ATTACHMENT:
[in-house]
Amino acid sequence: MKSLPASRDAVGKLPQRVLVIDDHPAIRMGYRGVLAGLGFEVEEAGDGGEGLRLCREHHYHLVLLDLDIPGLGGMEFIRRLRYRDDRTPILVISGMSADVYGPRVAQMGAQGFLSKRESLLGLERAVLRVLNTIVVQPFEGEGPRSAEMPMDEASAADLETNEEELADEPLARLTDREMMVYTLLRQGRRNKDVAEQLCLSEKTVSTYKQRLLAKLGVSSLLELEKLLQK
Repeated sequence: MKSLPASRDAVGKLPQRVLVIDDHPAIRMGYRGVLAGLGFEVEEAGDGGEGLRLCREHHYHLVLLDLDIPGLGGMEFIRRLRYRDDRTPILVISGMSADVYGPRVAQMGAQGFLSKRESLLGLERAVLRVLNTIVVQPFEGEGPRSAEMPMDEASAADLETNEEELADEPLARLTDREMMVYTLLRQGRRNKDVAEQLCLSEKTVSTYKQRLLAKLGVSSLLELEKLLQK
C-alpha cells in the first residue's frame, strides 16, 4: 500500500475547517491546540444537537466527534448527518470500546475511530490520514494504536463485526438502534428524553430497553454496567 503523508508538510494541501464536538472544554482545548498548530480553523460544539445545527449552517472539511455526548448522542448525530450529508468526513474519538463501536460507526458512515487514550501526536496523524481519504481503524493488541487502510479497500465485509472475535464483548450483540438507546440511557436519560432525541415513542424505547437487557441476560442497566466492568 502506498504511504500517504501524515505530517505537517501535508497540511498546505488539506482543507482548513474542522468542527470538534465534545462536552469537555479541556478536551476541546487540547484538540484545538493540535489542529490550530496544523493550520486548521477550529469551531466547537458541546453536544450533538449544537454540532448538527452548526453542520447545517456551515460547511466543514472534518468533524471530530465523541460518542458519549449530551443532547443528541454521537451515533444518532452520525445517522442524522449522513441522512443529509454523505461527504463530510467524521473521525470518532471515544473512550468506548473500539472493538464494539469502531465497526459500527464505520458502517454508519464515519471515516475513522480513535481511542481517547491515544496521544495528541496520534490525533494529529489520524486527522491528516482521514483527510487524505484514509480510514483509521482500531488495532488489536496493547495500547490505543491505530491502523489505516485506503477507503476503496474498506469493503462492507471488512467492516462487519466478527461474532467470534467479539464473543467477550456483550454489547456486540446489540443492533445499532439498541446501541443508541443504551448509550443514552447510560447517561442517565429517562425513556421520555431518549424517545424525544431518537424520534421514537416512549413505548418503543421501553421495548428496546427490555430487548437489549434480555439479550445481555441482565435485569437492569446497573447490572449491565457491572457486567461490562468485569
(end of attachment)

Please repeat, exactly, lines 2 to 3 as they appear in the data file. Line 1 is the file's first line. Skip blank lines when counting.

Amino acid sequence: MKSLPASRDAVGKLPQRVLVIDDHPAIRMGYRGVLAGLGFEVEEAGDGGEGLRLCREHHYHLVLLDLDIPGLGGMEFIRRLRYRDDRTPILVISGMSADVYGPRVAQMGAQGFLSKRESLLGLERAVLRVLNTIVVQPFEGEGPRSAEMPMDEASAADLETNEEELADEPLARLTDREMMVYTLLRQGRRNKDVAEQLCLSEKTVSTYKQRLLAKLGVSSLLELEKLLQK
Repeated sequence: MKSLPASRDAVGKLPQRVLVIDDHPAIRMGYRGVLAGLGFEVEEAGDGGEGLRLCREHHYHLVLLDLDIPGLGGMEFIRRLRYRDDRTPILVISGMSADVYGPRVAQMGAQGFLSKRESLLGLERAVLRVLNTIVVQPFEGEGPRSAEMPMDEASAADLETNEEELADEPLARLTDREMMVYTLLRQGRRNKDVAEQLCLSEKTVSTYKQRLLAKLGVSSLLELEKLLQK